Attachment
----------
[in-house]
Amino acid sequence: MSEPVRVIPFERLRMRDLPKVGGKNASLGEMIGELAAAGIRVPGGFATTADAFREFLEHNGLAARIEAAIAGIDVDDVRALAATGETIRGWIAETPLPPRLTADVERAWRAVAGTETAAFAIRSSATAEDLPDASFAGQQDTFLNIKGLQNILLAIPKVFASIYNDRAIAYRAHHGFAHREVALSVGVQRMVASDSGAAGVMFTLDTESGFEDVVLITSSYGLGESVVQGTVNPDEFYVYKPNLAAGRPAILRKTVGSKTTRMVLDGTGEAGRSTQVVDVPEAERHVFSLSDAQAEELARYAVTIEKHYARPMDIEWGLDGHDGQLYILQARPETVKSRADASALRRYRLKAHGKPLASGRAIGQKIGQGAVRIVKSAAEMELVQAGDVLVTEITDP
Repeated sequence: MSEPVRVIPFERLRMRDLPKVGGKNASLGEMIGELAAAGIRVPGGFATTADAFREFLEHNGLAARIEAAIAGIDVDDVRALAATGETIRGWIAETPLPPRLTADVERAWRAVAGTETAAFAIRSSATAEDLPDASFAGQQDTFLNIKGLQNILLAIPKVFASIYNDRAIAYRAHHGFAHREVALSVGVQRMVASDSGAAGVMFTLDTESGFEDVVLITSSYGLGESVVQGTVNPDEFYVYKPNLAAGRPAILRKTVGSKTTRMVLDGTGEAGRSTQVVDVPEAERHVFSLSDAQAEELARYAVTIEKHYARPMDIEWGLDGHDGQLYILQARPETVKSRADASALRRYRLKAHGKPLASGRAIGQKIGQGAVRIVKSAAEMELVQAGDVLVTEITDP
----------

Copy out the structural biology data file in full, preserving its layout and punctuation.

[in-house]
Amino acid sequence: MSEPVRVIPFERLRMRDLPKVGGKNASLGEMIGELAAAGIRVPGGFATTADAFREFLEHNGLAARIEAAIAGIDVDDVRALAATGETIRGWIAETPLPPRLTADVERAWRAVAGTETAAFAIRSSATAEDLPDASFAGQQDTFLNIKGLQNILLAIPKVFASIYNDRAIAYRAHHGFAHREVALSVGVQRMVASDSGAAGVMFTLDTESGFEDVVLITSSYGLGESVVQGTVNPDEFYVYKPNLAAGRPAILRKTVGSKTTRMVLDGTGEAGRSTQVVDVPEAERHVFSLSDAQAEELARYAVTIEKHYARPMDIEWGLDGHDGQLYILQARPETVKSRADASALRRYRLKAHGKPLASGRAIGQKIGQGAVRIVKSAAEMELVQAGDVLVTEITDP
Repeated sequence: MSEPVRVIPFERLRMRDLPKVGGKNASLGEMIGELAAAGIRVPGGFATTADAFREFLEHNGLAARIEAAIAGIDVDDVRALAATGETIRGWIAETPLPPRLTADVERAWRAVAGTETAAFAIRSSATAEDLPDASFAGQQDTFLNIKGLQNILLAIPKVFASIYNDRAIAYRAHHGFAHREVALSVGVQRMVASDSGAAGVMFTLDTESGFEDVVLITSSYGLGESVVQGTVNPDEFYVYKPNLAAGRPAILRKTVGSKTTRMVLDGTGEAGRSTQVVDVPEAERHVFSLSDAQAEELARYAVTIEKHYARPMDIEWGLDGHDGQLYILQARPETVKSRADASALRRYRLKAHGKPLASGRAIGQKIGQGAVRIVKSAAEMELVQAGDVLVTEITDP